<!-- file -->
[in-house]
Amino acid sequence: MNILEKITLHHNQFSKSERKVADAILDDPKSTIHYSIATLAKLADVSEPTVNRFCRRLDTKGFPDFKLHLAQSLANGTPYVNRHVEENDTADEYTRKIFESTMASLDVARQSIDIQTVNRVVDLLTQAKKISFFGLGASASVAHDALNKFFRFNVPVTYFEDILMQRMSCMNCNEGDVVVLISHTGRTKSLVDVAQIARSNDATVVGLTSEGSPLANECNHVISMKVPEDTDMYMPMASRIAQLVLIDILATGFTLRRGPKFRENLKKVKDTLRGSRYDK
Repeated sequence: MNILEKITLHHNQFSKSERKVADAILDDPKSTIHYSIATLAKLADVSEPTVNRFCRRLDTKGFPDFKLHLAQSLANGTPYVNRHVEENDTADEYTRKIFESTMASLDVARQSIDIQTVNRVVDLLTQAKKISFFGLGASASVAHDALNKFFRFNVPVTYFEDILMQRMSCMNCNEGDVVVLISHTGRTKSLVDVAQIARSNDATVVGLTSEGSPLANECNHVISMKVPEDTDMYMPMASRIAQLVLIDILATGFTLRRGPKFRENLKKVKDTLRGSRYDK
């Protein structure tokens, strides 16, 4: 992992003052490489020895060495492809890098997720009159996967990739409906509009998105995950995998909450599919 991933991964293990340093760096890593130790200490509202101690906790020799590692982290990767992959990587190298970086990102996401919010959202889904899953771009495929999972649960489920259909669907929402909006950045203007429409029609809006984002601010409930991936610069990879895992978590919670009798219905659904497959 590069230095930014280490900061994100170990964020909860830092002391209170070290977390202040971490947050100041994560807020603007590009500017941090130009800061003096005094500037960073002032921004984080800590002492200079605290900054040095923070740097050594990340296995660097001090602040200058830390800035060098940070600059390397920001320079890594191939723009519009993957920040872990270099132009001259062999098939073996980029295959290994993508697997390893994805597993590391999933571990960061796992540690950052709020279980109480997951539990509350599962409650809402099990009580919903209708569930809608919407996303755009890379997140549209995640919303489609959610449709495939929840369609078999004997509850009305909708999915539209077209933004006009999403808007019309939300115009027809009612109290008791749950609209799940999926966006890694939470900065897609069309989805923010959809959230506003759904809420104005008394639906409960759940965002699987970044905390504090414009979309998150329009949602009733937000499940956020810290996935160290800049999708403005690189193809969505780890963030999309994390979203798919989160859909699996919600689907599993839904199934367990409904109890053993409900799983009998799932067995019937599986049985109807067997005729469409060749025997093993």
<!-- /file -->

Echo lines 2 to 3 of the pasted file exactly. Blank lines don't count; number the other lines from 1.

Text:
Amino acid sequence: MNILEKITLHHNQFSKSERKVADAILDDPKSTIHYSIATLAKLADVSEPTVNRFCRRLDTKGFPDFKLHLAQSLANGTPYVNRHVEENDTADEYTRKIFESTMASLDVARQSIDIQTVNRVVDLLTQAKKISFFGLGASASVAHDALNKFFRFNVPVTYFEDILMQRMSCMNCNEGDVVVLISHTGRTKSLVDVAQIARSNDATVVGLTSEGSPLANECNHVISMKVPEDTDMYMPMASRIAQLVLIDILATGFTLRRGPKFRENLKKVKDTLRGSRYDK
Repeated sequence: MNILEKITLHHNQFSKSERKVADAILDDPKSTIHYSIATLAKLADVSEPTVNRFCRRLDTKGFPDFKLHLAQSLANGTPYVNRHVEENDTADEYTRKIFESTMASLDVARQSIDIQTVNRVVDLLTQAKKISFFGLGASASVAHDALNKFFRFNVPVTYFEDILMQRMSCMNCNEGDVVVLISHTGRTKSLVDVAQIARSNDATVVGLTSEGSPLANECNHVISMKVPEDTDMYMPMASRIAQLVLIDILATGFTLRRGPKFRENLKKVKDTLRGSRYDK